I got slightly sharper images but picked this one as it shows the head of this majestic bird better.  So another great day out and my year-list is now 106.
 Next day was the biggest outing though as my aunt Addie kindly drove us to Cromane!  An hours drive away.
  When we arrived a quick scan of the beach, and a small flock of Black-tailed Godwits could be distantly seen.
 Walking out on the beach as the tide was out we could see Brent Geese and eventually managed to get close to them.  Red-breasted Mergansers were in good numbers, about eleven.  Great-northern Divers, a Shag, Oystercatcher, Curlew, and a life-tick; a flock of Bar-tailed Godwits flew over!



On the way back to the car to try and find the Spoonbill I took a diversion across a field to see what was there, and was rewarded with some Meadow Pipits!



We then drove a bit further on to an inlet where the tide was out so far that a large boat was grounded.  A small lake was the only water left, and there were hundreds of gulls!  Caleb was looking through the scope and thought that he might have had a white-winger, so we walked on a bit and a large white-winged gull took off and flew away before coming back to the water!  The gull was a Kumlien's, and probably the rarest bird I have seen!  Taking my life-list to 147!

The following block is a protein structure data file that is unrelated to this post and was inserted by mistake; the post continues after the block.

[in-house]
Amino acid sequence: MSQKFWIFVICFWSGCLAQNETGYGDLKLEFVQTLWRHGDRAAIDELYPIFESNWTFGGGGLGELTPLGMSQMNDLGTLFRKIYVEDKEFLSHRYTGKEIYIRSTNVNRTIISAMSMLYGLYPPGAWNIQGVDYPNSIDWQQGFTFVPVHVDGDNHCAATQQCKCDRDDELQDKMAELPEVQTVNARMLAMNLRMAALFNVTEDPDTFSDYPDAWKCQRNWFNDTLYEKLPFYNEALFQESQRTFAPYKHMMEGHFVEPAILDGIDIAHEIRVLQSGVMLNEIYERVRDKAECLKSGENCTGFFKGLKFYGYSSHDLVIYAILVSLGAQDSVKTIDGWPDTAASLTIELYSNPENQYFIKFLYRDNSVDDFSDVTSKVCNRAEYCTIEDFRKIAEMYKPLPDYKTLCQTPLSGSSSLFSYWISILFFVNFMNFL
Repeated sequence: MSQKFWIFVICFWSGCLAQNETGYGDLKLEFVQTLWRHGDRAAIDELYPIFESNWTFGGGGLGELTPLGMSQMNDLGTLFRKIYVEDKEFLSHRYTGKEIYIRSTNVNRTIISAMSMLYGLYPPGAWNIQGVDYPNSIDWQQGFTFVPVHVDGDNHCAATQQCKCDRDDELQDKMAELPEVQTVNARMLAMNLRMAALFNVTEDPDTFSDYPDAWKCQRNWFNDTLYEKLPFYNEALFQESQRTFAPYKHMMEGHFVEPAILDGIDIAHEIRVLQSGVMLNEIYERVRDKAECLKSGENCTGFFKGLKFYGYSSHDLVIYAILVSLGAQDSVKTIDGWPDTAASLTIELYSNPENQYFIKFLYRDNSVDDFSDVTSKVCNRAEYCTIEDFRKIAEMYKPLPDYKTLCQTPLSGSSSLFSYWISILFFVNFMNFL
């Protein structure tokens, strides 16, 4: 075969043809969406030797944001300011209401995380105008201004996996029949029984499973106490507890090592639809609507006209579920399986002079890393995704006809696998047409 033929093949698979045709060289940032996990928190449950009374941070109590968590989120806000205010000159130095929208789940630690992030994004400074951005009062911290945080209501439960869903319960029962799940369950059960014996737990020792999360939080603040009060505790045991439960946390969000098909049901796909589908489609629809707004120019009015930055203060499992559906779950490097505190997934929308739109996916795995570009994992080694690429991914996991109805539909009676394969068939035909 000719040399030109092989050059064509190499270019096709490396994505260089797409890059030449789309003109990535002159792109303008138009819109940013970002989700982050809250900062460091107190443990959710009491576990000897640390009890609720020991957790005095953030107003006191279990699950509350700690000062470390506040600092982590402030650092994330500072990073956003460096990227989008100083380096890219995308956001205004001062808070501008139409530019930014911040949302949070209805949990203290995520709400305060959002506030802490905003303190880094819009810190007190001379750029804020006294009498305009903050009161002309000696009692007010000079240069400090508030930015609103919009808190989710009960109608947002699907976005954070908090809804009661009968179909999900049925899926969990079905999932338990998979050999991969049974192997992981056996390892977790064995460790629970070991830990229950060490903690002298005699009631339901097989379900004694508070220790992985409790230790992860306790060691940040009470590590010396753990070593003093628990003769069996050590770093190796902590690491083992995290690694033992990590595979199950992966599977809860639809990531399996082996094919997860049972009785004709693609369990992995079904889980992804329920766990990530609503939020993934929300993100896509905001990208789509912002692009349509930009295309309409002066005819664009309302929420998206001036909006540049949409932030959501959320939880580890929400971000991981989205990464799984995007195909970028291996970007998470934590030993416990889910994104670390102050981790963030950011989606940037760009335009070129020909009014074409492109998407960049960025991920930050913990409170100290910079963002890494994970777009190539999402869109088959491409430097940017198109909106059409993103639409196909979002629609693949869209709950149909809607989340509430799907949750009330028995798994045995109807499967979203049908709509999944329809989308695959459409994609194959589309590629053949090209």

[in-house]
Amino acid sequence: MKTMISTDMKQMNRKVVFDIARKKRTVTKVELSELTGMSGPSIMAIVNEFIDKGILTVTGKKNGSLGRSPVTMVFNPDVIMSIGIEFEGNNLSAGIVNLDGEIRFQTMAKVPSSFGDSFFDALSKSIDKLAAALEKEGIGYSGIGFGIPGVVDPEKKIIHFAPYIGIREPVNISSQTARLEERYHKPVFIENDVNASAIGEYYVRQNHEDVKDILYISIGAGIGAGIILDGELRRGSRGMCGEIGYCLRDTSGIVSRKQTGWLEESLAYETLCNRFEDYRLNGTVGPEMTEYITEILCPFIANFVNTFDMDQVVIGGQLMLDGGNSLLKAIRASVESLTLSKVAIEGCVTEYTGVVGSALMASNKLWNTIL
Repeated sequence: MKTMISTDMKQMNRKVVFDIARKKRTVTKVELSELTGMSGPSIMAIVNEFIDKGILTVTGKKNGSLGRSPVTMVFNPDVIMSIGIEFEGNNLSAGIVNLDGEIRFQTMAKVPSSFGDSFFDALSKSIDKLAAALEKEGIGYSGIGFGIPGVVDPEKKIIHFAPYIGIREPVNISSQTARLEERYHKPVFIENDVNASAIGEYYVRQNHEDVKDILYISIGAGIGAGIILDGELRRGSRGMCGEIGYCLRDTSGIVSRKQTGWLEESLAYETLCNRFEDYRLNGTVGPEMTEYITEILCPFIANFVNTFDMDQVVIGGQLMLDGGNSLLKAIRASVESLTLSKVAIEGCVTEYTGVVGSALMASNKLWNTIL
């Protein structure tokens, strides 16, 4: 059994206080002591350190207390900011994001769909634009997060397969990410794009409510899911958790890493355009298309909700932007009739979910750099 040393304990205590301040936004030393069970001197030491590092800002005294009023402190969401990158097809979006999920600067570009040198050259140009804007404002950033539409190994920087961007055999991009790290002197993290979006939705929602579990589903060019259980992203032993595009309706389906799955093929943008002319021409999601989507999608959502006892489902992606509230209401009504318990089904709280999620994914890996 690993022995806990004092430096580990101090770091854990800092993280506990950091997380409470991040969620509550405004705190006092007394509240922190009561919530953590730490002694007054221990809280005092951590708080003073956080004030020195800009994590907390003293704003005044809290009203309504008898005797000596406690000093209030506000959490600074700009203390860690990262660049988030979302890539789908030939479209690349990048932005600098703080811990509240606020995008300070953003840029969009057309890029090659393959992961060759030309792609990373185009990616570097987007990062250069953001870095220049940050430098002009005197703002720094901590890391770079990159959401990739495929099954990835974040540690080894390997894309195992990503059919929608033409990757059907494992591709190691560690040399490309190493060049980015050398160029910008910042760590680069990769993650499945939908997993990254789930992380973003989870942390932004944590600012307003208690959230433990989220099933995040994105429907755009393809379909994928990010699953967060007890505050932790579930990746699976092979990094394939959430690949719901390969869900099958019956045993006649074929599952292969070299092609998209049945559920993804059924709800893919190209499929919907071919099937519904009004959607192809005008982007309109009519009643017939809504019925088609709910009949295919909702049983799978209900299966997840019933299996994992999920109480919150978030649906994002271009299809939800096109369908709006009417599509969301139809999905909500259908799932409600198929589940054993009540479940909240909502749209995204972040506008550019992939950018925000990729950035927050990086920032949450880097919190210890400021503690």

A great bird!  It is always a thrill to see a white-winged Gull, and especially as this is only my second species!



We had a look for the Spoonbill but with no luck.  We accidentally flushed a couple of Snipe as well, so another year-tick taking my year-list to 113.

 On Wednesday, my last full day in Ireland, Caleb and I got a lift to Kenmare and walked to the beach again.
 The tide was way out again but nothing new to be seen.  Before heading to Caleb's patch I decided to have a quick look for Rock Pipits and Redpoll.  The moment I left the pier and started walking a small bird flew towards me and landed on the beach, a Lesser Redpoll, it showed incredibly!  About 15 foot away completely oblivious to our presence.  When it finally flew away we sneaked up on it once more and this time got within 7 foot!  Unfortunately I didn't manage a photo at this distance.